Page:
case studies

What is Restorative Justice?

Restorative Justice (RJ) is a voluntary process bringing together victims of crime and offenders to help repair harm and find a positive way forward. It gives victims an opportunity to explain to an offender the real impact of their crime, to seek answers and to help them move on with their lives, empowering victims by giving them a voice. RJ also provides a way for offenders to face up to their actions, understand the effects of their crimes and make amends and take responsibility.

Who is it for?

RJ can be requested by anyone who feels it might be right for them, although not all cases or circumstances are appropriate. All requests for RJ are assessed on a case-by-case basis. RJ is voluntary for both the victim and the offender and will only take place if both parties agree. The offender will need to have admitted responsibility for the crime and a trained facilitator will assess that RJ is a safe and suitable intervention.

Methods of RJ

    Face-to-Face (Direct)

    Sometimes called a Conference, this involves a meeting between the victim and the offender. Some people prefer to attend RJ on their own but others have a friend or family member with them to provide support. In addition, in some cases meetings can involve several family members as well as people from other agencies or the wider community, where appropriate. This will be discussed with the victim and the offender and agreed in advance.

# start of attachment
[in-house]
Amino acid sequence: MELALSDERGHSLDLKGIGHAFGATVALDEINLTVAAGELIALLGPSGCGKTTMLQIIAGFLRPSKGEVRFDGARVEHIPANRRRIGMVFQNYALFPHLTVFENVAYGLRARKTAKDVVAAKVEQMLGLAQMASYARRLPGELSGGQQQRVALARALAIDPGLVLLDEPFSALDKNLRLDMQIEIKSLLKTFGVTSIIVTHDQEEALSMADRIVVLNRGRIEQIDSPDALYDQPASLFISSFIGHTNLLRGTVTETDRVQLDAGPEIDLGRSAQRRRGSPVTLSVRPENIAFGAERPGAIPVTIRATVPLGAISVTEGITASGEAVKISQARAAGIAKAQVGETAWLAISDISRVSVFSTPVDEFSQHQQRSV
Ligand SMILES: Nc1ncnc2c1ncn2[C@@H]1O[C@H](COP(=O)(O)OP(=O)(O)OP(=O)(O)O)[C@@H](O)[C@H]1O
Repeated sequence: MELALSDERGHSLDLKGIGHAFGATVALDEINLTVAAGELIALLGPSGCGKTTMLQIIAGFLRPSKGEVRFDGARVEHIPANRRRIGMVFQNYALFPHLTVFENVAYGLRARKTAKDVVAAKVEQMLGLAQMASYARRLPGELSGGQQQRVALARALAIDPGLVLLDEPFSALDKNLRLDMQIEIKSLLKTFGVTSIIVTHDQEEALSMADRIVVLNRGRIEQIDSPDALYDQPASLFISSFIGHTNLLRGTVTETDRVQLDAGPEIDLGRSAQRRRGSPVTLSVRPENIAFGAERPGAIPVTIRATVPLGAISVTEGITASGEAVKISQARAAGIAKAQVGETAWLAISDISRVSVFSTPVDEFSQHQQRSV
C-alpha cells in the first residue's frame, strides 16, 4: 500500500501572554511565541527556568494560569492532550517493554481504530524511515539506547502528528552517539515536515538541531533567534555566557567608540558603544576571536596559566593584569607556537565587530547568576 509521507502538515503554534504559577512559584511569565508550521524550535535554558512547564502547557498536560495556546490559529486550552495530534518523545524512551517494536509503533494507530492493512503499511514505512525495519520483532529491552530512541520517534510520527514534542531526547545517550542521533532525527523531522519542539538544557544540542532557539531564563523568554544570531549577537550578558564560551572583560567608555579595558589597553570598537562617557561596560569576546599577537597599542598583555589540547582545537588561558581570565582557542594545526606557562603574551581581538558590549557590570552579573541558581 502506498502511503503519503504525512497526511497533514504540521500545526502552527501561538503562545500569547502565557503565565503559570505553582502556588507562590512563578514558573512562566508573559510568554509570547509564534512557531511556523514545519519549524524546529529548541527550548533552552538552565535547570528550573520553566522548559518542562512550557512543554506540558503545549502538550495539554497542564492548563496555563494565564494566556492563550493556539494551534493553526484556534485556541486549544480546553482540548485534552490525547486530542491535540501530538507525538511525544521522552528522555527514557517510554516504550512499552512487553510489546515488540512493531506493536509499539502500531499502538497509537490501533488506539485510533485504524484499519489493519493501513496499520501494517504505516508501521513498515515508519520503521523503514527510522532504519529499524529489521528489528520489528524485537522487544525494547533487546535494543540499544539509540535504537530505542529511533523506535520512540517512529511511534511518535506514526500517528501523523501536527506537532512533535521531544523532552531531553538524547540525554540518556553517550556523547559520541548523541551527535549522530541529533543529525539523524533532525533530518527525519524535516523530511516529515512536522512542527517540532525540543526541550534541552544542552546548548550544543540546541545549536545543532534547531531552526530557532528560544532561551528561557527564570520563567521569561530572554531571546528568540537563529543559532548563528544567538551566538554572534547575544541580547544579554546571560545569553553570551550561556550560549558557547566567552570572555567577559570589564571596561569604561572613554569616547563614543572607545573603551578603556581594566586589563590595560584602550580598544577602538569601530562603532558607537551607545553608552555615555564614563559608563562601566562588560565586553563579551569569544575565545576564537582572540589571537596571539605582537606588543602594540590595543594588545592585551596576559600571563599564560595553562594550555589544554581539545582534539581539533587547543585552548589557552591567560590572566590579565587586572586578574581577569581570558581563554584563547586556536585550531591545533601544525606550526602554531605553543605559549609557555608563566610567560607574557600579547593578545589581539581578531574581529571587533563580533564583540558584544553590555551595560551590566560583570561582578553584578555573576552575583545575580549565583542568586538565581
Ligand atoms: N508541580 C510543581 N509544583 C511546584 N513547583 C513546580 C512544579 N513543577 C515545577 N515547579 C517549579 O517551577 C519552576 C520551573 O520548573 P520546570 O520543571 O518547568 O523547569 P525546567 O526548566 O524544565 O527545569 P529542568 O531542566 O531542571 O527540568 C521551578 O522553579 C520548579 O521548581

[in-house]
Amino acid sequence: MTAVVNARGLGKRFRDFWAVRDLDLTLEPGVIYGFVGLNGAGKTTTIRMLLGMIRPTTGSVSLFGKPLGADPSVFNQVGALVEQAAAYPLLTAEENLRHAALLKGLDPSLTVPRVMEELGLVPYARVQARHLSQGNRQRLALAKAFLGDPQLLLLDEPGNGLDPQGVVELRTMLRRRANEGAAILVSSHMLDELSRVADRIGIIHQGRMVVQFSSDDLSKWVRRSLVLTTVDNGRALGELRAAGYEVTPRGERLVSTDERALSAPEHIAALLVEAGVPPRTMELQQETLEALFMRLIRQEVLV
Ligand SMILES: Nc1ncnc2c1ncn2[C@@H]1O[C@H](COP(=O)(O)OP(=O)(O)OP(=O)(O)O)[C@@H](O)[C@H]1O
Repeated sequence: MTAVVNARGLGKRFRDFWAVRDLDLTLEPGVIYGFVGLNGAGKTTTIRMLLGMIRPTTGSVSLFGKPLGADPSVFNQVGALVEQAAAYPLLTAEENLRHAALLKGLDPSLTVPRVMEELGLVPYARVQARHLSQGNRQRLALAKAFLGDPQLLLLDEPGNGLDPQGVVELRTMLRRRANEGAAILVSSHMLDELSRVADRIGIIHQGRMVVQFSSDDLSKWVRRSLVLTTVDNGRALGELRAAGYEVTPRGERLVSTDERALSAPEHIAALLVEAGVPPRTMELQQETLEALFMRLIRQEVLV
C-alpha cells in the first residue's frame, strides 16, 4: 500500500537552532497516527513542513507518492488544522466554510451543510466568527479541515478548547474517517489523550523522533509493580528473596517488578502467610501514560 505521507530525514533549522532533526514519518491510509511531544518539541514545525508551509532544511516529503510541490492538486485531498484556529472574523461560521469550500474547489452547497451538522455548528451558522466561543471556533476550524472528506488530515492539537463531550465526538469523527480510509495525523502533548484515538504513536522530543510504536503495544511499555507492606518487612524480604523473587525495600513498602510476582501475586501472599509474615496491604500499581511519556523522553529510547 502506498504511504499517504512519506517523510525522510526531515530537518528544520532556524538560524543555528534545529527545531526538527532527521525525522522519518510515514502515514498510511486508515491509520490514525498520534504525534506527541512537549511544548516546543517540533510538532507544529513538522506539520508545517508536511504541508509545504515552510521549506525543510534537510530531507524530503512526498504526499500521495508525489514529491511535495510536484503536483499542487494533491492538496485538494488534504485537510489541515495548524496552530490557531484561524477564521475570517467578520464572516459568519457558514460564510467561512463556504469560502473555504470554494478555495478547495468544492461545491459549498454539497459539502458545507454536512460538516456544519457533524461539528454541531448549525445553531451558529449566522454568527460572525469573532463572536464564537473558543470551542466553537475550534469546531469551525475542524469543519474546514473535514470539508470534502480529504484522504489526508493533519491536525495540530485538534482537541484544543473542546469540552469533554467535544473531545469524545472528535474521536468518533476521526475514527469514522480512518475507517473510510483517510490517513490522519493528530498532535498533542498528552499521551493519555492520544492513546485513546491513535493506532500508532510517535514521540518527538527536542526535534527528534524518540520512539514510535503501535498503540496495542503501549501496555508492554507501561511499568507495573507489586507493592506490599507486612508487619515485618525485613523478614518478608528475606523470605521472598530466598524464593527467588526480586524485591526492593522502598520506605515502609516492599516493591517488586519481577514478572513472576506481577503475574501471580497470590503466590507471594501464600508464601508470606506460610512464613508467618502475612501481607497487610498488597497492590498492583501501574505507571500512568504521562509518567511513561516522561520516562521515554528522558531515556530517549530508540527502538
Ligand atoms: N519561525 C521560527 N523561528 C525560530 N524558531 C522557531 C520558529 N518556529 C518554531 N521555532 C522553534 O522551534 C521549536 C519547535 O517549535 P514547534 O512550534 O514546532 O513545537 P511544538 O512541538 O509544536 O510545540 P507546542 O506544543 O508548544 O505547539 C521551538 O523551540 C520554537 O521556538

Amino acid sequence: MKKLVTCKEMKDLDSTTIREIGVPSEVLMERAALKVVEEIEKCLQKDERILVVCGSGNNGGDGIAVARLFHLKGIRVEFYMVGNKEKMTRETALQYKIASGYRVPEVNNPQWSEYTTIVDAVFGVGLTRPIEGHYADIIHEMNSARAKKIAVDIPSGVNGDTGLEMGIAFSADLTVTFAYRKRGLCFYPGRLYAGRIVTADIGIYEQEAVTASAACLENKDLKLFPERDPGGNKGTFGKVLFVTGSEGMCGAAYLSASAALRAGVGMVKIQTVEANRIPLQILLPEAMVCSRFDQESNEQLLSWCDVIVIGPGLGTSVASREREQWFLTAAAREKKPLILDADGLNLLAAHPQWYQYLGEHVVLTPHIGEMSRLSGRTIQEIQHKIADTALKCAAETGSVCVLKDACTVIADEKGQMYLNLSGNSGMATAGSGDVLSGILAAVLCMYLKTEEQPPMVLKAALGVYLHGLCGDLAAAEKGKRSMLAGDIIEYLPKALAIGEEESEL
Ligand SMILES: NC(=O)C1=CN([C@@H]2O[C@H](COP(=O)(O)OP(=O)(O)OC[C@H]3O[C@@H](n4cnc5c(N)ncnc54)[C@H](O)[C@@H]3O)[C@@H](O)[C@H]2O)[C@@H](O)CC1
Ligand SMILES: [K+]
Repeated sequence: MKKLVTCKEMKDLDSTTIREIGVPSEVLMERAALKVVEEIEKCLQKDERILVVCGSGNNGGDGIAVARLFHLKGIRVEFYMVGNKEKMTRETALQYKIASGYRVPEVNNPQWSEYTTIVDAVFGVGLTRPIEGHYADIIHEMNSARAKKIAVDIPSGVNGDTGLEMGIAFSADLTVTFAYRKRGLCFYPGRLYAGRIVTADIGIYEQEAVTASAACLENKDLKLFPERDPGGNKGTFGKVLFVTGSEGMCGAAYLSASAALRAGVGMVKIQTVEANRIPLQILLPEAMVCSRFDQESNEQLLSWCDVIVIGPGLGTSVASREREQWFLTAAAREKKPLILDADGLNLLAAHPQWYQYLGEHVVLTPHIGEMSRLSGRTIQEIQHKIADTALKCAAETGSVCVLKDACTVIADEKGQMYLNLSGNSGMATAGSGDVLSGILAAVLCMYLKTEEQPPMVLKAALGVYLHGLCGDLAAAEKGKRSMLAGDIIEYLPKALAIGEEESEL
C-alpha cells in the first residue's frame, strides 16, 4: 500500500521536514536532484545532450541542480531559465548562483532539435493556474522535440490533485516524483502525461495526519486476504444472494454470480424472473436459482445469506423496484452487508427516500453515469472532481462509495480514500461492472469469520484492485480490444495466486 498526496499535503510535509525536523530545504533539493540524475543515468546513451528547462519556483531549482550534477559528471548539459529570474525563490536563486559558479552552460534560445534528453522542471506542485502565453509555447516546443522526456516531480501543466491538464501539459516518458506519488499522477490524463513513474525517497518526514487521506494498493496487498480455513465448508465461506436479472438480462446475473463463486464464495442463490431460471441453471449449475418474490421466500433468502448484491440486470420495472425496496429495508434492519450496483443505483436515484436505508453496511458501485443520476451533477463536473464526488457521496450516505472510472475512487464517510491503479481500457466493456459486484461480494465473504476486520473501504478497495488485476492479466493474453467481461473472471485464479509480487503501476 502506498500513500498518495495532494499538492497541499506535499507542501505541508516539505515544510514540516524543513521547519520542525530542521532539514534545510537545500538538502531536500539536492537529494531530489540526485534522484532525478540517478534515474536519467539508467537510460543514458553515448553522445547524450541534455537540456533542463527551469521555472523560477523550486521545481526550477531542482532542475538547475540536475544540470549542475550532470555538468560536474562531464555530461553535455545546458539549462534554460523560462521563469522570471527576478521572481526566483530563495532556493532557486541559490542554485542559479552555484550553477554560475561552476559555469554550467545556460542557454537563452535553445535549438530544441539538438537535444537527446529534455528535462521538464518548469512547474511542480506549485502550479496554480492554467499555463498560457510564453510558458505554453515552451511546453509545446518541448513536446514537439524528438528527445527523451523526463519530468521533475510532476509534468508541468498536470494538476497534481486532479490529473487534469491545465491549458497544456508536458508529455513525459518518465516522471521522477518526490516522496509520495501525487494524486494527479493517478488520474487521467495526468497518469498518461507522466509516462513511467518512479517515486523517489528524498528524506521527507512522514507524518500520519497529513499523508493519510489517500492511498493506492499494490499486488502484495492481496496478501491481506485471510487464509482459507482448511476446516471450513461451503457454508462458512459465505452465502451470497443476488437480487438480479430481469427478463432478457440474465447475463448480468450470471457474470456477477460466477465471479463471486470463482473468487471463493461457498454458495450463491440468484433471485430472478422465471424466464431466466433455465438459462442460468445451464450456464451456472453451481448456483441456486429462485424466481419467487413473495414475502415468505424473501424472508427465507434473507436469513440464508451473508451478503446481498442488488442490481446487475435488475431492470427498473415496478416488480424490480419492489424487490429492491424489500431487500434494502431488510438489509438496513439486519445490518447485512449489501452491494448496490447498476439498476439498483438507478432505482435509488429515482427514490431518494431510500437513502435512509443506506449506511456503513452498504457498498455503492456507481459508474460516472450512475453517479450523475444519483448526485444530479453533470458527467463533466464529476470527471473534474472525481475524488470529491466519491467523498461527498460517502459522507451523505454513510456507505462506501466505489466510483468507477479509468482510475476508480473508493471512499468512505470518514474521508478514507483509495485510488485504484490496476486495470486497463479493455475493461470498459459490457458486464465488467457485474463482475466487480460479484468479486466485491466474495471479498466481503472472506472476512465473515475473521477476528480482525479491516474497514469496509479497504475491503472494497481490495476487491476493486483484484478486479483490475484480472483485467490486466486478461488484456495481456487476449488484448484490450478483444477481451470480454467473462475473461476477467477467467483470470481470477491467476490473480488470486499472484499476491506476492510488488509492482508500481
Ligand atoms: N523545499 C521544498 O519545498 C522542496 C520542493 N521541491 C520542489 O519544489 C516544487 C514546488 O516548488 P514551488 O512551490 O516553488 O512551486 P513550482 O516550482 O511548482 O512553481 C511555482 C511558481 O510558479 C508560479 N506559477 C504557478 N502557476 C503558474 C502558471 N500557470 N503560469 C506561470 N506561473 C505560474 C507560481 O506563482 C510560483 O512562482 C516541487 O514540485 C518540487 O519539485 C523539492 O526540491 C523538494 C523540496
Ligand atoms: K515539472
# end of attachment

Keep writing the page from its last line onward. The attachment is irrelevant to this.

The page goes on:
Letters (Indirect)

    The Facilitator will work with the victim and the offender to arrange the passing of letters between both parties to allow you the opportunity to write down your questions and feelings for the offender to read and respond to. Letters will be reviewed by the Facilitator before being passed to either party to ensure that their content is helpful and has a restorative aim.

    Shuttle Mediation (Indirect)

    Instead of writing, messages are passed verbally between both parties by the Facilitator. This can be used where there are issues such as language barriers, being unable to read and write fluently, or through personal choice.

    What happens Next?

      A trained practitioner will make contact with the victim and the offender to arrange an initial meeting to gain a basic understanding of their needs and how they both would like to proceed.  Exploring the possibility of a restorative process with a trained practitioner can be beneficial in itself, and will help people to understand your needs.  There is no commitment to anything further.

      Our service is equipped to prepare people for the restorative process regardless of the type of crime.

      Victims will be offered the support of one of our Victim Care Coordinators who will work alongside the practitioner to ensure you are ready to participate.

      Offenders will be given the opportunity to express their feelings regarding the offence without fear of reprisal or humiliation.

      The trained practitioner will work with both parties to prepare them to take part in whichever type of RJ is most appropriate, and they will spend time getting to know each party and what support they need to take part in RJ.

      We will spend the time needed to make sure that it is safe and all parties are ready and prepared to take part. Both parties can withdraw from the process at any point. We will never share contact details, location or expect you to meet with the other party alone.  All interventions are facilitated and the risk assessments are undertaken to insure that the meetings are safe to go ahead.